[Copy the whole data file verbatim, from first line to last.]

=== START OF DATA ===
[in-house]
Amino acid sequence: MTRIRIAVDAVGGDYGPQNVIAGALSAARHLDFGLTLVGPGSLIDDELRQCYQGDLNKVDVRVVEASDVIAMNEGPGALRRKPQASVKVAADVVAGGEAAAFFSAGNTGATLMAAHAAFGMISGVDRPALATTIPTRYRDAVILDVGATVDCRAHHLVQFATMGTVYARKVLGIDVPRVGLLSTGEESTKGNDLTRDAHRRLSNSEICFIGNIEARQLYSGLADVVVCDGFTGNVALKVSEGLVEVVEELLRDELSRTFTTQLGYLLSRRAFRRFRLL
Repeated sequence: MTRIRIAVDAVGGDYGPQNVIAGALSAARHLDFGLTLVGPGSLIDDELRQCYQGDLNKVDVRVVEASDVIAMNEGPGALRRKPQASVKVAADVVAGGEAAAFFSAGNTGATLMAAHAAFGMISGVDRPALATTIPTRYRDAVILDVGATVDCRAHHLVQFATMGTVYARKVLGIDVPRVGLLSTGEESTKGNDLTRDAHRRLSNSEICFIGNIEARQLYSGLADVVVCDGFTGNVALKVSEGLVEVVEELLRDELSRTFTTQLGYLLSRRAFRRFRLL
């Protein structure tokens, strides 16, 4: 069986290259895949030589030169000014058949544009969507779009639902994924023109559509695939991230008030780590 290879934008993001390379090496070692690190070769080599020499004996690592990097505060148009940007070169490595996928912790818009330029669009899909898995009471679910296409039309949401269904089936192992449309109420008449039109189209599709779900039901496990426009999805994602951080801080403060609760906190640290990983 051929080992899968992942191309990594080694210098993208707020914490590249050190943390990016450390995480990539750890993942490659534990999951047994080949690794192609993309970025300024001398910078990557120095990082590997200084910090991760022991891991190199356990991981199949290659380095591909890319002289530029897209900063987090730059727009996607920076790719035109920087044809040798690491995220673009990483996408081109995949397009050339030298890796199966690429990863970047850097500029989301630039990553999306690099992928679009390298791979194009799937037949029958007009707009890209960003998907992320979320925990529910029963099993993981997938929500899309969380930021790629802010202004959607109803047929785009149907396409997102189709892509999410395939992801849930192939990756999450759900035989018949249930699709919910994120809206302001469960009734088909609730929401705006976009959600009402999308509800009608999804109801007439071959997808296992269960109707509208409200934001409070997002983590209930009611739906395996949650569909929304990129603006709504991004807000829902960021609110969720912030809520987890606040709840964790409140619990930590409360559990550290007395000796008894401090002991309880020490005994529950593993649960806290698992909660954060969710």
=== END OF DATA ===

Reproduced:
[in-house]
Amino acid sequence: MTRIRIAVDAVGGDYGPQNVIAGALSAARHLDFGLTLVGPGSLIDDELRQCYQGDLNKVDVRVVEASDVIAMNEGPGALRRKPQASVKVAADVVAGGEAAAFFSAGNTGATLMAAHAAFGMISGVDRPALATTIPTRYRDAVILDVGATVDCRAHHLVQFATMGTVYARKVLGIDVPRVGLLSTGEESTKGNDLTRDAHRRLSNSEICFIGNIEARQLYSGLADVVVCDGFTGNVALKVSEGLVEVVEELLRDELSRTFTTQLGYLLSRRAFRRFRLL
Repeated sequence: MTRIRIAVDAVGGDYGPQNVIAGALSAARHLDFGLTLVGPGSLIDDELRQCYQGDLNKVDVRVVEASDVIAMNEGPGALRRKPQASVKVAADVVAGGEAAAFFSAGNTGATLMAAHAAFGMISGVDRPALATTIPTRYRDAVILDVGATVDCRAHHLVQFATMGTVYARKVLGIDVPRVGLLSTGEESTKGNDLTRDAHRRLSNSEICFIGNIEARQLYSGLADVVVCDGFTGNVALKVSEGLVEVVEELLRDELSRTFTTQLGYLLSRRAFRRFRLL
């Protein structure tokens, strides 16, 4: 069986290259895949030589030169000014058949544009969507779009639902994924023109559509695939991230008030780590 290879934008993001390379090496070692690190070769080599020499004996690592990097505060148009940007070169490595996928912790818009330029669009899909898995009471679910296409039309949401269904089936192992449309109420008449039109189209599709779900039901496990426009999805994602951080801080403060609760906190640290990983 051929080992899968992942191309990594080694210098993208707020914490590249050190943390990016450390995480990539750890993942490659534990999951047994080949690794192609993309970025300024001398910078990557120095990082590997200084910090991760022991891991190199356990991981199949290659380095591909890319002289530029897209900063987090730059727009996607920076790719035109920087044809040798690491995220673009990483996408081109995949397009050339030298890796199966690429990863970047850097500029989301630039990553999306690099992928679009390298791979194009799937037949029958007009707009890209960003998907992320979320925990529910029963099993993981997938929500899309969380930021790629802010202004959607109803047929785009149907396409997102189709892509999410395939992801849930192939990756999450759900035989018949249930699709919910994120809206302001469960009734088909609730929401705006976009959600009402999308509800009608999804109801007439071959997808296992269960109707509208409200934001409070997002983590209930009611739906395996949650569909929304990129603006709504991004807000829902960021609110969720912030809520987890606040709840964790409140619990930590409360559990550290007395000796008894401090002991309880020490005994529950593993649960806290698992909660954060969710």